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Lower the fire and simmer until lentils are nice and tender around 45 minutes. Add water, if necessary, it wasn’t for me. Once lentils are tender, add the lemon juice, mix well then turn off the fire. Serve by ladling into soup bowls and topping with a dollop of the remaining Gremolata, a few squeezes of lemon juice, and enjoy!

 

 

 

If you don’t have it already, check out Kenji’s new book, The Food Lab, it’s full of useful cooking information backed by science.

Avocado and Cilantro Crema

Avocado and Cilantro Crema

Avocado and Cilantro Crema

 

We have a black bean tostada night once every 2 weeks.  It’s simple, and definitely a lazy girl dinner, because I open a can of black refined beans heat them then add them to a piping hot and crisp tortilla. I top the tortilla with cheese, sliced tomatoes, cilantro, and either a fresh guacamole or this Avocado Crema.  The result is a delicious and lazy dinner! Simple ingredients, but oh so good. My husband raves about this dinner every time we have it. The best thing about this is that you throw everything into a blender and a minute later the sauce is done. If you want to make this vegan, paleo or Whole 30 approved just omit the yogurt and replace with 1/4 cup of water.

 

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Here’s what you need:

Ingredients

1 large ripe avocado

3 tablespoons of yogurt–can sub sour cream

1/4 cup of cilantro

juice of 1/2 lime==more if you like

1/2 teaspoon of garlic powder

1/2 teaspoon of onion powder

Sea salt to taste

Directions:  Add all the ingredients to a blender.

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Blend on high until smooth and lump free.

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Serve and enjoy!

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Peruvian Chicken

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I love California, as a matter of fact I’d be hard pressed to name a state within this union that I’d consider leaving California for.  One of the many great things about living here, besides the diversity here, is the weather.  On a great day, the temperature ranges between 78F and 82F.  Since we live by the beach, there is seldom a day without a cool ocean breeze.  Lately however, the temperatures have been 10-20F degrees above normal, and for the last two weeks temps have settled in around 89-98F—HOT!!!!!!  So hot that the last thing I want to do is to turn on the stove.  So we’ve adapted, I’ve been marinating meat in the morning for my husband to grill in the evening when things start to cool down a bit.  This marinade is super simple, and if you’ve ever had grilled Peruvian chicken you know how yummy and it can be.  The vinegar in this really gives this chicken a yummy tang and kick.  I’ve tried this with Rice vinegar and white wine, both are yummy, but plain white distilled vinegar is just as yummy.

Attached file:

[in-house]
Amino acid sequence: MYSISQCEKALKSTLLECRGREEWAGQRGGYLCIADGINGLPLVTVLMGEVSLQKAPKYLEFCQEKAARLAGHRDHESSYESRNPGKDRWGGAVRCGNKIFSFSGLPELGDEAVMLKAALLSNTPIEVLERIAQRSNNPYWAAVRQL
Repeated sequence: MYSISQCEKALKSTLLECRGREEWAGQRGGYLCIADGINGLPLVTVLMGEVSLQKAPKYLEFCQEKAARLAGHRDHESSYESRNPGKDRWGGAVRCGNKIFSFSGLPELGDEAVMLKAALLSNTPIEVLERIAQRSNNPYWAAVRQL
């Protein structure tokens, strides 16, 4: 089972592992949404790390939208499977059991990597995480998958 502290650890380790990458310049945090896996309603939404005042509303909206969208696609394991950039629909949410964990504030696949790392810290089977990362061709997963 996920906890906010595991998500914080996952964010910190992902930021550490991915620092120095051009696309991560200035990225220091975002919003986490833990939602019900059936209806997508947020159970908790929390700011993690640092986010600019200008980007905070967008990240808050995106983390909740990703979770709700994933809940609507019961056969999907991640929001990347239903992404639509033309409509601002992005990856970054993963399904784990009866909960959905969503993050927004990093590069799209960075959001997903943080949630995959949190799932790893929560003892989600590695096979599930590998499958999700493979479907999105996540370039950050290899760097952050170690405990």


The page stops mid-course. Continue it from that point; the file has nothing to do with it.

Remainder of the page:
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Here’s what you need:

Ingredients

1 lb of boneless skinless organic chicken thighs

1 tablespoon cumin powder

1 tablespoon of smoked paprika

3 cloves of garlic grated

1 tablespoon of white wine vinegar–can sub with white vinegar or rice vinegar

1 tablespoon of olive oil–can sub with oil of your choice

sea salt to taste

Directions: Generously season the chicken with sea salt and set aside.  Add the cumin powder, paprika, garlic, oil, and vinegar to a pan or a bowl big enough to marinate you chicken in.

Mix well,

Then add chicken,

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Toss to coat the chicken in the marinade.

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Cover with foil, refrigerate until you’re ready to grill.  Cook chicken on a hot grill for 15-20 minutes, or in an oven set on 425F  15-20 minutes.  Serve and enjoy!  I served this with a delicious Avocado and cilantro crema,  I’ll post the recipe for that soon–sooo yummy!  This chicken also makes for great chicken taco’s!

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How to Make Queso Fresco Cheese

How to maker Queso Cheese

How to make Queso Fresco Cheese

This week I’ve spent a lot of time in the kitchen making things that I had on my “list of things I want to make”–yes I actually have a list. This cheese has been on that list for quite some time.  It’s so unbelievably easy to make that now I am left to wonder why it took me so long to try it.  It’s also a great way to use milk that would not get used otherwise. This cheese was a great addition to  my Peruvian Chicken taco’s that recipe will be on the blog tomorrow.

Here’s what you need:

Ingredients

1 quart of whole organic milk

2 -3 Tablespoons of fresh lemon juice–can sub with vinegar

Sea salt to taste

Equipment:

cheesecloth

Sieve

Directions: Add the milk to a saucepan,

Heat the milk to 180F whisking to prevent the milk from scorching.

Once the milk reaches 180F remove from heat.

Add the lemon juice or vinegar 1 tablespoon at a time, stirring gently until the curds separate from the whey. This happens almost immediately.

Allow the curds to continue to separate, let the mixture sit in the pot uncovered for 15-20 minutes.